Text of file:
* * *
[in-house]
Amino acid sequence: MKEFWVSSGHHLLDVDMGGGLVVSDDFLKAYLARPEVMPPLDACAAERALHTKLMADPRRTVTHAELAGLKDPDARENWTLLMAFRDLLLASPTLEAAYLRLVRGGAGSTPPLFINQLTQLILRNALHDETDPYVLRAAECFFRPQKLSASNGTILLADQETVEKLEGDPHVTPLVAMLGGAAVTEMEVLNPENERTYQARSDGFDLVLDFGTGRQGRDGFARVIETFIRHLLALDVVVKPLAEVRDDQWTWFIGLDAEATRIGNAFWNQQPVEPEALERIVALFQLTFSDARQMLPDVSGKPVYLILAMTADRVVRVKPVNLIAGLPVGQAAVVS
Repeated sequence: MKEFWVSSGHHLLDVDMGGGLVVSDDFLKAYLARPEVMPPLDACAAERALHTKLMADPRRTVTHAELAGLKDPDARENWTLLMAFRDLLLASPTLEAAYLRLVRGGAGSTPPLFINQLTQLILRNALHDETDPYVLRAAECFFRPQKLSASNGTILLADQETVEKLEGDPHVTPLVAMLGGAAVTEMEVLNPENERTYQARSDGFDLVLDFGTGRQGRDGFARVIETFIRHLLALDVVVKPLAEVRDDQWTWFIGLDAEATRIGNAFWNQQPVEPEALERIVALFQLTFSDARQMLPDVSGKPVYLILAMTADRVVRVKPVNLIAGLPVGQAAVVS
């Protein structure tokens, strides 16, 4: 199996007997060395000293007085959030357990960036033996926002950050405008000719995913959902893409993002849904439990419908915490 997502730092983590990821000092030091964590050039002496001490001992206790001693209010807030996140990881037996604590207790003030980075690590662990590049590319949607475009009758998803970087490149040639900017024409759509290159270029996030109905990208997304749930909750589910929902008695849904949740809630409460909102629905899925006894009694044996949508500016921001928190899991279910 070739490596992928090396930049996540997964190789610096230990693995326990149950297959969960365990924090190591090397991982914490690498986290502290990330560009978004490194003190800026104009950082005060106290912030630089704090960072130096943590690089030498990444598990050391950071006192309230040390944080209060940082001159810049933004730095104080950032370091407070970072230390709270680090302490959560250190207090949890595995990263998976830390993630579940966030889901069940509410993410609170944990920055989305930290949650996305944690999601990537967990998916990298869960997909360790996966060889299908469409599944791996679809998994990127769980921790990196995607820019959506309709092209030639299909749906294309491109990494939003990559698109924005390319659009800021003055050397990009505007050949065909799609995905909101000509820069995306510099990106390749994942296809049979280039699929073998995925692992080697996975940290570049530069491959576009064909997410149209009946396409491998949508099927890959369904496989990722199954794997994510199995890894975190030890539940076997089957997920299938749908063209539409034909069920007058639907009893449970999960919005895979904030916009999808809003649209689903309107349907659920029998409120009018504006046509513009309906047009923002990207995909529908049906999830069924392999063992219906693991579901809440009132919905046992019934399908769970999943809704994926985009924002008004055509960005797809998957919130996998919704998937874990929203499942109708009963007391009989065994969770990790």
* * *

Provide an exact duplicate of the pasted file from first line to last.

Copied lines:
[in-house]
Amino acid sequence: MKEFWVSSGHHLLDVDMGGGLVVSDDFLKAYLARPEVMPPLDACAAERALHTKLMADPRRTVTHAELAGLKDPDARENWTLLMAFRDLLLASPTLEAAYLRLVRGGAGSTPPLFINQLTQLILRNALHDETDPYVLRAAECFFRPQKLSASNGTILLADQETVEKLEGDPHVTPLVAMLGGAAVTEMEVLNPENERTYQARSDGFDLVLDFGTGRQGRDGFARVIETFIRHLLALDVVVKPLAEVRDDQWTWFIGLDAEATRIGNAFWNQQPVEPEALERIVALFQLTFSDARQMLPDVSGKPVYLILAMTADRVVRVKPVNLIAGLPVGQAAVVS
Repeated sequence: MKEFWVSSGHHLLDVDMGGGLVVSDDFLKAYLARPEVMPPLDACAAERALHTKLMADPRRTVTHAELAGLKDPDARENWTLLMAFRDLLLASPTLEAAYLRLVRGGAGSTPPLFINQLTQLILRNALHDETDPYVLRAAECFFRPQKLSASNGTILLADQETVEKLEGDPHVTPLVAMLGGAAVTEMEVLNPENERTYQARSDGFDLVLDFGTGRQGRDGFARVIETFIRHLLALDVVVKPLAEVRDDQWTWFIGLDAEATRIGNAFWNQQPVEPEALERIVALFQLTFSDARQMLPDVSGKPVYLILAMTADRVVRVKPVNLIAGLPVGQAAVVS
């Protein structure tokens, strides 16, 4: 199996007997060395000293007085959030357990960036033996926002950050405008000719995913959902893409993002849904439990419908915490 997502730092983590990821000092030091964590050039002496001490001992206790001693209010807030996140990881037996604590207790003030980075690590662990590049590319949607475009009758998803970087490149040639900017024409759509290159270029996030109905990208997304749930909750589910929902008695849904949740809630409460909102629905899925006894009694044996949508500016921001928190899991279910 070739490596992928090396930049996540997964190789610096230990693995326990149950297959969960365990924090190591090397991982914490690498986290502290990330560009978004490194003190800026104009950082005060106290912030630089704090960072130096943590690089030498990444598990050391950071006192309230040390944080209060940082001159810049933004730095104080950032370091407070970072230390709270680090302490959560250190207090949890595995990263998976830390993630579940966030889901069940509410993410609170944990920055989305930290949650996305944690999601990537967990998916990298869960997909360790996966060889299908469409599944791996679809998994990127769980921790990196995607820019959506309709092209030639299909749906294309491109990494939003990559698109924005390319659009800021003055050397990009505007050949065909799609995905909101000509820069995306510099990106390749994942296809049979280039699929073998995925692992080697996975940290570049530069491959576009064909997410149209009946396409491998949508099927890959369904496989990722199954794997994510199995890894975190030890539940076997089957997920299938749908063209539409034909069920007058639907009893449970999960919005895979904030916009999808809003649209689903309107349907659920029998409120009018504006046509513009309906047009923002990207995909529908049906999830069924392999063992219906693991579901809440009132919905046992019934399908769970999943809704994926985009924002008004055509960005797809998957919130996998919704998937874990929203499942109708009963007391009989065994969770990790």